Biofeedback therapy helps re-train the pelvic floor muscles’ ability to contract and relax within their full range of motion. It is a treatment that requires either the insertion of a rectal sensor (sensor is the size and length of a pinky) or external sensors to measure pelvic floor muscle tension through electromyography (EMG).
The EMG activity is visually displayed on the biofeedback unit so a patient can see what their muscles are doing and learn to better control these muscles with verbal and tactile cueing from the physical therapist. Identifying the internal sensations associated with relaxation and how to maintain the ability of the pelvic floor muscles to be in a relaxed state throughout the day is taught as well.
Specific stretching and strengthening exercises are taught for the pelvic floor, the abdomen, and the pelvic girdle (the gluteal, hamstring, and adductor musculature).
Manual therapy such as soft tissue mobilization and trigger point release are administered to tight and restricted tissue both to the lower abdominal region and pelvic floor musculature to help increase blood flow, decrease restrictions, and promote healing. Education regarding normal bowel function and identification of problematic toileting habits is also an important step to recovery. By complying with a pelvic floor physical therapist’s recommendation, patients can be well on their way to pain-free and stress-free bowel function.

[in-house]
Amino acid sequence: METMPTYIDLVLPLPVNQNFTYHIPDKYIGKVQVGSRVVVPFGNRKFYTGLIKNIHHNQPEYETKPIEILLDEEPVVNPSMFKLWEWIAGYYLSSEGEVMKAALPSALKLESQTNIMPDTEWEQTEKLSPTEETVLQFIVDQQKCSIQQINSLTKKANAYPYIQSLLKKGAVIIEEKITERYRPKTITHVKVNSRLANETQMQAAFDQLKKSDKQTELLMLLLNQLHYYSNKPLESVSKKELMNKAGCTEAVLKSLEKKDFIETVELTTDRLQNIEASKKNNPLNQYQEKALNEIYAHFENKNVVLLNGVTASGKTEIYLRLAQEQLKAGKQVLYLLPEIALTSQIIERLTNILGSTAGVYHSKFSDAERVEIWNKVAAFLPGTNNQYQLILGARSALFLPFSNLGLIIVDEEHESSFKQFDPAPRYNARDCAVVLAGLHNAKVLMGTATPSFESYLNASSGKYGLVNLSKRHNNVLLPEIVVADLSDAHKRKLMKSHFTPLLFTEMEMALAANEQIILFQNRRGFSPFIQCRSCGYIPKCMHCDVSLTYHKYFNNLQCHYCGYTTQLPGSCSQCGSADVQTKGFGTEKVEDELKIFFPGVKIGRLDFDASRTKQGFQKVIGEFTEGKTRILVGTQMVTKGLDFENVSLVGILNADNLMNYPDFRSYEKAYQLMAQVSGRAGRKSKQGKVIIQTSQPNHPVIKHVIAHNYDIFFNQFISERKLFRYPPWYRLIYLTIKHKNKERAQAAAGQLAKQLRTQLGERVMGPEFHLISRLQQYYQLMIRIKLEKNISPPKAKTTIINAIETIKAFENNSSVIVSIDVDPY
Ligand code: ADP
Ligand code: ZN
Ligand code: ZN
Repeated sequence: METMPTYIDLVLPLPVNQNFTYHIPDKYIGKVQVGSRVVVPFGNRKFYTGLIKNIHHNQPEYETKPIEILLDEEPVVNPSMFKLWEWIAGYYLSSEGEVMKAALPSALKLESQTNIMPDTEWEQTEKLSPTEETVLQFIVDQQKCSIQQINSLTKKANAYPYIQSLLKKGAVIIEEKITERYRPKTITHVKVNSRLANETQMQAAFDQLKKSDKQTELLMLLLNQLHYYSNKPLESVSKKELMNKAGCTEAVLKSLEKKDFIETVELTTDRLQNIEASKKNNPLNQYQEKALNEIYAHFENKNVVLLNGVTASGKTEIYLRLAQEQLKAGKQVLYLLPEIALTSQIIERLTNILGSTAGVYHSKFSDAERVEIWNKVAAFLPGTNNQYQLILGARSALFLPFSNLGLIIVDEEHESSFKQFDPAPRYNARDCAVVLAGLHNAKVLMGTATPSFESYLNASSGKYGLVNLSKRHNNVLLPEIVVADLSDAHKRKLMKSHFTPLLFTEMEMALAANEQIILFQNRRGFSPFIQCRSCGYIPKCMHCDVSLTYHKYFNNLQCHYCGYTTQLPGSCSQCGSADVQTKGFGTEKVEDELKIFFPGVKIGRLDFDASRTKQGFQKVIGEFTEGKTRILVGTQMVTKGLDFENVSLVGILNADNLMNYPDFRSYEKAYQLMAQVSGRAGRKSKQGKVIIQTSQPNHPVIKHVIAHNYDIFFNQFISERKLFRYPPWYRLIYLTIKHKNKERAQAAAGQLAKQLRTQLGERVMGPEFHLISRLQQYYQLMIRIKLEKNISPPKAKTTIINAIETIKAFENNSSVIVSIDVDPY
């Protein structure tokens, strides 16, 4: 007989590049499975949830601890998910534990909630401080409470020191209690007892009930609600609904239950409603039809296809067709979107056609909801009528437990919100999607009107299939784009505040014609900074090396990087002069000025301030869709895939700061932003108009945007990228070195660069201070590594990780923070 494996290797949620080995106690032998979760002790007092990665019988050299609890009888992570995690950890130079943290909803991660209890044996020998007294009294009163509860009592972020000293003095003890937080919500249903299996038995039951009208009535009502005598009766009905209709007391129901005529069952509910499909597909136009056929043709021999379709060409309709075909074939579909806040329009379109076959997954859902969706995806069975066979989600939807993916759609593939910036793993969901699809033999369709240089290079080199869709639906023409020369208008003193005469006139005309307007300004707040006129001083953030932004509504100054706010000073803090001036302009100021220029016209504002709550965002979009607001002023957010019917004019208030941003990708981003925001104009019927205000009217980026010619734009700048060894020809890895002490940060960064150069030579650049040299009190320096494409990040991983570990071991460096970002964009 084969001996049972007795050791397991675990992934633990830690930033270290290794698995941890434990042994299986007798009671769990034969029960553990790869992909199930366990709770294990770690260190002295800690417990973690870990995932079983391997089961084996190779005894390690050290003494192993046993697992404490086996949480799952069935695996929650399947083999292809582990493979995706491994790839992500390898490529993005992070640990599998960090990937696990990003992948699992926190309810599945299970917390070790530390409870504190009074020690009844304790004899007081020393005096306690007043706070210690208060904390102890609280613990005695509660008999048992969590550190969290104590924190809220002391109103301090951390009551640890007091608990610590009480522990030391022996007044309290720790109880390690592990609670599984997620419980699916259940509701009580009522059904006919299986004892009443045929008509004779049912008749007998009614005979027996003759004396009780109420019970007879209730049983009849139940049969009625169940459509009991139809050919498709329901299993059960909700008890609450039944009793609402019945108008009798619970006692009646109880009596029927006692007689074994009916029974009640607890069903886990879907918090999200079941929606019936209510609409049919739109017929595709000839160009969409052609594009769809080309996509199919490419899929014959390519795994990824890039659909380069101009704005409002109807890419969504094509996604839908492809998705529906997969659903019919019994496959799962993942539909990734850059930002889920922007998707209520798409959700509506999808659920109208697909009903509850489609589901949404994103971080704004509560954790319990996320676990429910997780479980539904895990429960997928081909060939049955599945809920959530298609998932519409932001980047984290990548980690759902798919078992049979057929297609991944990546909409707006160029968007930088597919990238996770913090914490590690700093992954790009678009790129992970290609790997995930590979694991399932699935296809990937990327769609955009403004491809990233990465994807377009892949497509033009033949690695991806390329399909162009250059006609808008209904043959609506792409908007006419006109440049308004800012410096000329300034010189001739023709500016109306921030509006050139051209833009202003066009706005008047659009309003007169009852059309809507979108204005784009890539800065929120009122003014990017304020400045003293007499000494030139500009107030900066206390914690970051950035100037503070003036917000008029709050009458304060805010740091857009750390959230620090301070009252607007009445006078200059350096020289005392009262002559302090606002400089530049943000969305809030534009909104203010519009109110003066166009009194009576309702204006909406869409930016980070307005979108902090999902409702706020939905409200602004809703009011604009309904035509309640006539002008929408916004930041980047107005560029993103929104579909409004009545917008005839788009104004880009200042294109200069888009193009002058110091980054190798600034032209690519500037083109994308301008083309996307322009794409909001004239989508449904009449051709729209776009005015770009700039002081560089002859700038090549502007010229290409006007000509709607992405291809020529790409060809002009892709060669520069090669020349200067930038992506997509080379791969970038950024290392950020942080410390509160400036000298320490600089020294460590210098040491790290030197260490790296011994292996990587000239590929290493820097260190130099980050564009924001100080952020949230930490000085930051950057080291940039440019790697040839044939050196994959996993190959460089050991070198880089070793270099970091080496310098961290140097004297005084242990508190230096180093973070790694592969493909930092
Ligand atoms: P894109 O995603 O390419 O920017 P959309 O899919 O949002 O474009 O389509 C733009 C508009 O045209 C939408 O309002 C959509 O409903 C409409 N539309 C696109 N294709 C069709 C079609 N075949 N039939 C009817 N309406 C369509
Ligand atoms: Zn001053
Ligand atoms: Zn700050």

Cara Konlian, MSPT, is CEO of Aquacare Physical Therapy. She specializes in aquatic and pelvic floor physical therapy. Aquacare offers pelvic floor physical therapy for men and women and several of its 11 locations in Delaware and Maryland. To make an appointment, call the Aquacare location nearest you or schedule an appointment or evaluation online: www.aquacarephysicaltherapy.com.